I know how difficult it can be for you to have a good night rest when your next-door neighbour decides to test the brand new theatre he just bought. Only that, he keeps testing it every night!
When such is the case soundproofing the room is one possible thing that should be done. What soundproofing does is to make sure the outside noise stays outside, while the inside noise stays inside.
How can you soundproof your room? First, you need to know what sound is and how it travels. Once you know this, its movement can be restricted, thereby making a room soundproof.
How do you define sound?
Sound is caused by vibrations. Without vibrations, there can be no sound. Let’s do a little exercise; try singing or just say something, touch your throat and you will notice some vibrations. The same thing happens when you turn on your car engine and when your alarm starts ringing or any other sound you can think of. Now, how do they travel?
Sound can travel through the following sources; gas (air), liquids (water), solids (wall).
You might be wondering how sound is able to travel through these media. Here’s how – everything that exists in the universe is made up of tiny particles – the air included. Once any of these particles are vibrated a push is created, this push moves the particle(s) to touch another particle which touches another and it becomes like a chain reaction.
The speed at which sound moves depends on the medium it’s travelling. Air is the fastest of these media. The distance to which any sound is heard depends on how strong the vibration is, which determines when it fades as the particles recover from what caused the vibration.
How can sound be restricted and ultimately make your room soundproof?
The following methods will be useful whether all you need is a place of peace and quiet or you want to start your own studio. But first, take note of the following points, they will guide you to making the right decisions on how to soundproof your room from external sound or soundproofing your room from disturbing others.
Be sure to check where the sound is coming from.
- What kind of sound is it? Is it sound from loud music or just people talking?
- Check how loud the sound is. This will help you know how many wall layers to add to the original wall or curtain thickness to use for the windows as you will see in the methods below.
- Check what the wall is made of. This will also help you determine the thickness of drywall to use.
Once you have these points checked then you can begin your room soundproofing.
Mount sound curtains or thick blankets
Thick blankets can be mounted on the wall, it will help in blocking outside noise, especially if your wall isn’t thick enough. You can use this same blankets for your windows but if you are looking to spend more money, you can go for sound curtains specifically for windows.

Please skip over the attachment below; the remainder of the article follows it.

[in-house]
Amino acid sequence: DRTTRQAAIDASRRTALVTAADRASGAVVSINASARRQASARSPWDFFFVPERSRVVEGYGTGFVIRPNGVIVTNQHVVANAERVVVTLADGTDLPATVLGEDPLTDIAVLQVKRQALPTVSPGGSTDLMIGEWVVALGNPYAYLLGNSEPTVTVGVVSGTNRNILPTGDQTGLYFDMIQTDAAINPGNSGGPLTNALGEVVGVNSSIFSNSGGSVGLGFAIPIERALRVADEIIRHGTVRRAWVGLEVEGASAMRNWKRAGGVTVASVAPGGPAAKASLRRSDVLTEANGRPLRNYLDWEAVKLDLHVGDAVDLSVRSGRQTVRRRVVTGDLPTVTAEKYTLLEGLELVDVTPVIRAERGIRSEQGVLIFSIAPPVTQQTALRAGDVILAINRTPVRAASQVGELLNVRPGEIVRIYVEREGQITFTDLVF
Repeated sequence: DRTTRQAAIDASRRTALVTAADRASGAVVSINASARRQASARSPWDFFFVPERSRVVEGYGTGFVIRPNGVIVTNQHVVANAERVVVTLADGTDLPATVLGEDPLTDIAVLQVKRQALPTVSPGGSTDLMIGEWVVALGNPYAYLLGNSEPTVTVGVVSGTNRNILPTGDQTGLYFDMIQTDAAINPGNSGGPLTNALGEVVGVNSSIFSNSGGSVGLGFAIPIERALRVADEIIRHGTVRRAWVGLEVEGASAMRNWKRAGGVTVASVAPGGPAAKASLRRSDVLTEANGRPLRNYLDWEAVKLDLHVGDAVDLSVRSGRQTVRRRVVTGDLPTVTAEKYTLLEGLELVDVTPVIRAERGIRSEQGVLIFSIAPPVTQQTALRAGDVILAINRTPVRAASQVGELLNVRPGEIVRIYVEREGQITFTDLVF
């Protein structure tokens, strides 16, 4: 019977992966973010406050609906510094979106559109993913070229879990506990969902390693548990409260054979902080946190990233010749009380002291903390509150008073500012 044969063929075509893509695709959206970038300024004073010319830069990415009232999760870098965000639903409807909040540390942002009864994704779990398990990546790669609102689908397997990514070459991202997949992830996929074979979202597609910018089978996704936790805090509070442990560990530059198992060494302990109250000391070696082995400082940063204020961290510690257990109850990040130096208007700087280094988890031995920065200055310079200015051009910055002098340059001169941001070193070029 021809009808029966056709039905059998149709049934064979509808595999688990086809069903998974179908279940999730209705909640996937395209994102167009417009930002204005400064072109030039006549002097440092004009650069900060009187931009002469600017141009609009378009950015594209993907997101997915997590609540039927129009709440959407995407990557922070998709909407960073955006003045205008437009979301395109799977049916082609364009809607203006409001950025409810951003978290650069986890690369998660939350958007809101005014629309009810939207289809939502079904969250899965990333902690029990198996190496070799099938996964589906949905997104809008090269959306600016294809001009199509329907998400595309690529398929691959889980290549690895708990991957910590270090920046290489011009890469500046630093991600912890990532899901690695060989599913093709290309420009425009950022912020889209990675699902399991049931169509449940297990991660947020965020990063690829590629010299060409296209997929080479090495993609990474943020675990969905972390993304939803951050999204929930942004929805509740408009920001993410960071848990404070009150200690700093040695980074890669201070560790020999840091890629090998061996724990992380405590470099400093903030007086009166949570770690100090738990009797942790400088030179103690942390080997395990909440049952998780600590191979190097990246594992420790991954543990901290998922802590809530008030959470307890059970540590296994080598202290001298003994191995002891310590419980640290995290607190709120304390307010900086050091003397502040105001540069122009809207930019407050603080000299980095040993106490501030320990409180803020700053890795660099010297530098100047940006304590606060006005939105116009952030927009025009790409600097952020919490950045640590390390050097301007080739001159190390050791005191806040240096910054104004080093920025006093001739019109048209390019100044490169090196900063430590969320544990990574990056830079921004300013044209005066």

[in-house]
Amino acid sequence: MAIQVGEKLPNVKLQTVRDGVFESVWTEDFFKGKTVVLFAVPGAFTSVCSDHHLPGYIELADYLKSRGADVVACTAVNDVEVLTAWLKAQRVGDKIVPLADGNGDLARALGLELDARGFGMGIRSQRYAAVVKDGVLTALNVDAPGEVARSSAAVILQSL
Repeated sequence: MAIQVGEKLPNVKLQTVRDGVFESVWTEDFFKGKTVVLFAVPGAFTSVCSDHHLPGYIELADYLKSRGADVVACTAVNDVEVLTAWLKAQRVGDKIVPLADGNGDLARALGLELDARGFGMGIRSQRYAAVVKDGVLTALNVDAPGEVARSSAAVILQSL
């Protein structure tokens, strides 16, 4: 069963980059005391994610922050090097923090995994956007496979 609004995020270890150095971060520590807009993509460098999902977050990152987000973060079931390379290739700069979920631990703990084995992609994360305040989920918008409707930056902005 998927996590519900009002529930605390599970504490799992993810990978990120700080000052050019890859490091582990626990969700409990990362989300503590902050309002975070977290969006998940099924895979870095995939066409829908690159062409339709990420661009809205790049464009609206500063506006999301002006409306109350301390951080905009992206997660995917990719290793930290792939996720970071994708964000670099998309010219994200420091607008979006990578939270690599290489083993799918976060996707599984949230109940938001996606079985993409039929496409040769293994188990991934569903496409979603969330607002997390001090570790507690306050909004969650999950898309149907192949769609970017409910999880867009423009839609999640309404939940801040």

There are some really special sound curtains like the ‘Acoustic Curtain’, which don’t only block outside noise but blocks the noise coming out of your room and reduces the echo in your room. This will really help when you are recording.
Wallcovering with bookshelves
You can cover your walls by using bookshelves. Well, you can’t possibly cover every wall with a bookshelf, except you are a bookworm and read a lot of books.
This is really ideal for a study room or something similar. The alternative option is for you to place the bookshelf on the wall where the noise is coming from, probably a party wall you share with a next-door neighbour.
Mount unsteady items
Do you hear vibrations in your room when your neighbour who stays upstairs turn their music up? That vibration is from the speakers and other sound items placed on the floor.
The best thing to do is to mount them on insulation pads to keep them still.
Door sweep installation
Door sweeps are used to block sound by sealing the gap at the bottom of the door and sides of the door. No sound in, no sound out.
Adding an extra layer to your wall
You can add more layers to your wall by building a wall frame and nailing it to the main wall. Then you can cover this wall frame with plasterboard which comes in different thickness.
Choose the thickness that will stop the sound from coming through the wall.
You can go as far as decoupling the wall which is basically adding a second wall frame before adding the plasterboard. The air gap between the main wall to the plasterboard makes it hard for vibratory sound to pass between walls.
Put damping compounds in-between the walls
A damping compound, when put between walls, is also a good option for reducing sound filtering through.
Ceiling and floor soundproofing
Yes, you can soundproof your ceiling and floor too. Same materials used in walls can also be used for your ceiling and floor. If there is no one living above you then you don’t have to soundproof your ceiling, the same thing applies to the floor if you have no one living below you.
You don’t need to apply each and every one of these methods to soundproof your room. Find the one which best suits your reason for soundproofing.